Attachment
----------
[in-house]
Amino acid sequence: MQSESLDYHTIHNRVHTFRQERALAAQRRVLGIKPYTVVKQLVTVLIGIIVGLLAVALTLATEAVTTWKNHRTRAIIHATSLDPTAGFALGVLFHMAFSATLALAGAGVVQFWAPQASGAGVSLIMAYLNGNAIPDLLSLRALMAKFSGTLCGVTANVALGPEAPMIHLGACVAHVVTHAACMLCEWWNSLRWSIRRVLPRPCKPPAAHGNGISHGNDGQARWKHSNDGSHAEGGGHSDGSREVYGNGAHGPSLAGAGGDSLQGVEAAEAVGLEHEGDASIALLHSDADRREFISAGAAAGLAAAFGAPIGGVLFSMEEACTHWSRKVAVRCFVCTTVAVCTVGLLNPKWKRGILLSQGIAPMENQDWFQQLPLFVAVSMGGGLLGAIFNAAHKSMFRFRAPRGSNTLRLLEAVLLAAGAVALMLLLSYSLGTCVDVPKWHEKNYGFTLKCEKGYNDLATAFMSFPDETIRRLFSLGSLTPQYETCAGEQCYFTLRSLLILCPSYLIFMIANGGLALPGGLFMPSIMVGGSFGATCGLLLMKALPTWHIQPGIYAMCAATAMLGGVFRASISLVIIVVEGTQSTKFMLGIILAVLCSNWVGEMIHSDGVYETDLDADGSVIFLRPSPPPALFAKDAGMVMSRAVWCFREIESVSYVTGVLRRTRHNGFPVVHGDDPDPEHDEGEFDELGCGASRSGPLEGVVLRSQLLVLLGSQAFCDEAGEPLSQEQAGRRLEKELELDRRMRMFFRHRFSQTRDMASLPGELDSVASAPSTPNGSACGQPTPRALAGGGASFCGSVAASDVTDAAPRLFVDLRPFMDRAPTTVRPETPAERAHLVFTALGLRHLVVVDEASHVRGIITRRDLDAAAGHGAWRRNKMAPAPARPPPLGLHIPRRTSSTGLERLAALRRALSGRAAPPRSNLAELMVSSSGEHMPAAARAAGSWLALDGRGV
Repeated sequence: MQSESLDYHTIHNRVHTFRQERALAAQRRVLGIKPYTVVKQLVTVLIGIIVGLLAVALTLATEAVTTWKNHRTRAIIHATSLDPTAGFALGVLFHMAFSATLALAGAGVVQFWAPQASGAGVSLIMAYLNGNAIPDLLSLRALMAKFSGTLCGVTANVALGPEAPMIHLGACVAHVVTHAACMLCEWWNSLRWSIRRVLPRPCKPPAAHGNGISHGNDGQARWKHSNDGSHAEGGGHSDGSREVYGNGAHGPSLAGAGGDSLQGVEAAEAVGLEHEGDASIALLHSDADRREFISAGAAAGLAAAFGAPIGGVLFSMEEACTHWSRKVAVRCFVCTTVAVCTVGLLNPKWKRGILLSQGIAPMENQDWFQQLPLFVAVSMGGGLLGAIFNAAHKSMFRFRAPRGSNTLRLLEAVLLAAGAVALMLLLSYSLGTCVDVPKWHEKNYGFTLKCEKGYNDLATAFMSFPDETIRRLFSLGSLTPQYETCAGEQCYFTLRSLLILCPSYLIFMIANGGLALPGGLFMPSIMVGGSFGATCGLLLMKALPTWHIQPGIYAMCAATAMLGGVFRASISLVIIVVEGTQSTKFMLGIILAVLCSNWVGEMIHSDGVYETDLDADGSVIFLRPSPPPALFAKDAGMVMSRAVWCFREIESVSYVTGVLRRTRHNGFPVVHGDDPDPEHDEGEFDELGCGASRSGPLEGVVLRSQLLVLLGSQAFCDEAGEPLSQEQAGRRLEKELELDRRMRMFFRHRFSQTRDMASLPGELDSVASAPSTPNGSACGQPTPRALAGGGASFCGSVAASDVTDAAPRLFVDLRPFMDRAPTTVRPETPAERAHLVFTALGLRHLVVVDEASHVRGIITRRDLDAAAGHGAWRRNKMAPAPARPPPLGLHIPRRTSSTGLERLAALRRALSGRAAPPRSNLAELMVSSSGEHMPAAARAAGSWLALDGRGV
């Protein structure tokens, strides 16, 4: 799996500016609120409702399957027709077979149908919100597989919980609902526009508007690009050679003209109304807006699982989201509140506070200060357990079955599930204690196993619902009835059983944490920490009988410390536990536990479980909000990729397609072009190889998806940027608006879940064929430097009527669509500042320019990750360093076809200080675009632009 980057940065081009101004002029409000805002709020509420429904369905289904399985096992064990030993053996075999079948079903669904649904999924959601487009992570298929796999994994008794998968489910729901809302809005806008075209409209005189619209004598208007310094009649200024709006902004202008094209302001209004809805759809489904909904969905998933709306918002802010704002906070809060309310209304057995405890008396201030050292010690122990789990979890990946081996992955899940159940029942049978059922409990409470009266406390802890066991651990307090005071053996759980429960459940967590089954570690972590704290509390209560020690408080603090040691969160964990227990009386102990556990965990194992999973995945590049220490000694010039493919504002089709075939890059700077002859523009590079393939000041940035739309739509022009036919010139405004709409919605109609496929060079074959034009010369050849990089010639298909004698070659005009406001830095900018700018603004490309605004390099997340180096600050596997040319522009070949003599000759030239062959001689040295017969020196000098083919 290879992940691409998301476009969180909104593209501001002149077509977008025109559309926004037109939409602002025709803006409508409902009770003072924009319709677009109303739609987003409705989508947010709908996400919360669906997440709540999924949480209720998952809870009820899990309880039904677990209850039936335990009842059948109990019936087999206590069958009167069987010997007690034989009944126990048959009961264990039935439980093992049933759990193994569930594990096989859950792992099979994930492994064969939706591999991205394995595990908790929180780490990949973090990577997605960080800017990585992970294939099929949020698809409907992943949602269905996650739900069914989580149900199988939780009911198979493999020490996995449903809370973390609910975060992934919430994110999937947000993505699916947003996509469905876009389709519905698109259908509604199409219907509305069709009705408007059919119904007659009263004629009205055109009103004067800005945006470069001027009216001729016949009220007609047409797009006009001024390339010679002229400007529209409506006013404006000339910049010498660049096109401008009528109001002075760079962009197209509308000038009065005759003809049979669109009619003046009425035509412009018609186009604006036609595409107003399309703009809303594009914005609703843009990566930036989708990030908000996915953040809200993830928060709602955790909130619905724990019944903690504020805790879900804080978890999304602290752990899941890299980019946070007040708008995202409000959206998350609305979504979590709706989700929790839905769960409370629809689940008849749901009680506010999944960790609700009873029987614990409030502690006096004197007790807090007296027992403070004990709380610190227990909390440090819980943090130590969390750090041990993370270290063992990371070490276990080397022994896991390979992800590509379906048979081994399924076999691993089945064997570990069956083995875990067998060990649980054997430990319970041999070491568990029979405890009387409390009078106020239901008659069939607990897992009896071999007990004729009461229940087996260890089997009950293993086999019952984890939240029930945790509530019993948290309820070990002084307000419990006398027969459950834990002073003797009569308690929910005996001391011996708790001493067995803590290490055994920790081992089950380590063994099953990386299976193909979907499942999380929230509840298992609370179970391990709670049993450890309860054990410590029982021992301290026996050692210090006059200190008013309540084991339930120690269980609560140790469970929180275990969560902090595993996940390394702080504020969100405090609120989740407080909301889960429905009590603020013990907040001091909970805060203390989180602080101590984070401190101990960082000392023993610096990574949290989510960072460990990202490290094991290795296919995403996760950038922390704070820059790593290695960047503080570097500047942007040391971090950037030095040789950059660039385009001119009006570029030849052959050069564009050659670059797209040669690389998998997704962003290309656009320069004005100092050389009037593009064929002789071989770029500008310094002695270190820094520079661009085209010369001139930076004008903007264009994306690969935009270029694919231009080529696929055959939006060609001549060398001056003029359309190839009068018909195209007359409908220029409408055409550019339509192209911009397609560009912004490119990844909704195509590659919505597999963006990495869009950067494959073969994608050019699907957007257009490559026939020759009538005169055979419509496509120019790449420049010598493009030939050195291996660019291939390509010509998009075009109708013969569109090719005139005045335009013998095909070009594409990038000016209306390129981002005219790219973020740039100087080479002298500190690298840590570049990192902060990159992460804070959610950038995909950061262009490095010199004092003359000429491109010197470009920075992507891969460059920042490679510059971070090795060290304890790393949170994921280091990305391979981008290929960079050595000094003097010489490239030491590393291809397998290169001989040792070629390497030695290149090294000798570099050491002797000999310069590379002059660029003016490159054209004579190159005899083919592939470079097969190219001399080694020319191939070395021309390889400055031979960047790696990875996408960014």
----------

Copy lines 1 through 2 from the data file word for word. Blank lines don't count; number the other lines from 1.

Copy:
[in-house]
Amino acid sequence: MQSESLDYHTIHNRVHTFRQERALAAQRRVLGIKPYTVVKQLVTVLIGIIVGLLAVALTLATEAVTTWKNHRTRAIIHATSLDPTAGFALGVLFHMAFSATLALAGAGVVQFWAPQASGAGVSLIMAYLNGNAIPDLLSLRALMAKFSGTLCGVTANVALGPEAPMIHLGACVAHVVTHAACMLCEWWNSLRWSIRRVLPRPCKPPAAHGNGISHGNDGQARWKHSNDGSHAEGGGHSDGSREVYGNGAHGPSLAGAGGDSLQGVEAAEAVGLEHEGDASIALLHSDADRREFISAGAAAGLAAAFGAPIGGVLFSMEEACTHWSRKVAVRCFVCTTVAVCTVGLLNPKWKRGILLSQGIAPMENQDWFQQLPLFVAVSMGGGLLGAIFNAAHKSMFRFRAPRGSNTLRLLEAVLLAAGAVALMLLLSYSLGTCVDVPKWHEKNYGFTLKCEKGYNDLATAFMSFPDETIRRLFSLGSLTPQYETCAGEQCYFTLRSLLILCPSYLIFMIANGGLALPGGLFMPSIMVGGSFGATCGLLLMKALPTWHIQPGIYAMCAATAMLGGVFRASISLVIIVVEGTQSTKFMLGIILAVLCSNWVGEMIHSDGVYETDLDADGSVIFLRPSPPPALFAKDAGMVMSRAVWCFREIESVSYVTGVLRRTRHNGFPVVHGDDPDPEHDEGEFDELGCGASRSGPLEGVVLRSQLLVLLGSQAFCDEAGEPLSQEQAGRRLEKELELDRRMRMFFRHRFSQTRDMASLPGELDSVASAPSTPNGSACGQPTPRALAGGGASFCGSVAASDVTDAAPRLFVDLRPFMDRAPTTVRPETPAERAHLVFTALGLRHLVVVDEASHVRGIITRRDLDAAAGHGAWRRNKMAPAPARPPPLGLHIPRRTSSTGLERLAALRRALSGRAAPPRSNLAELMVSSSGEHMPAAARAAGSWLALDGRGV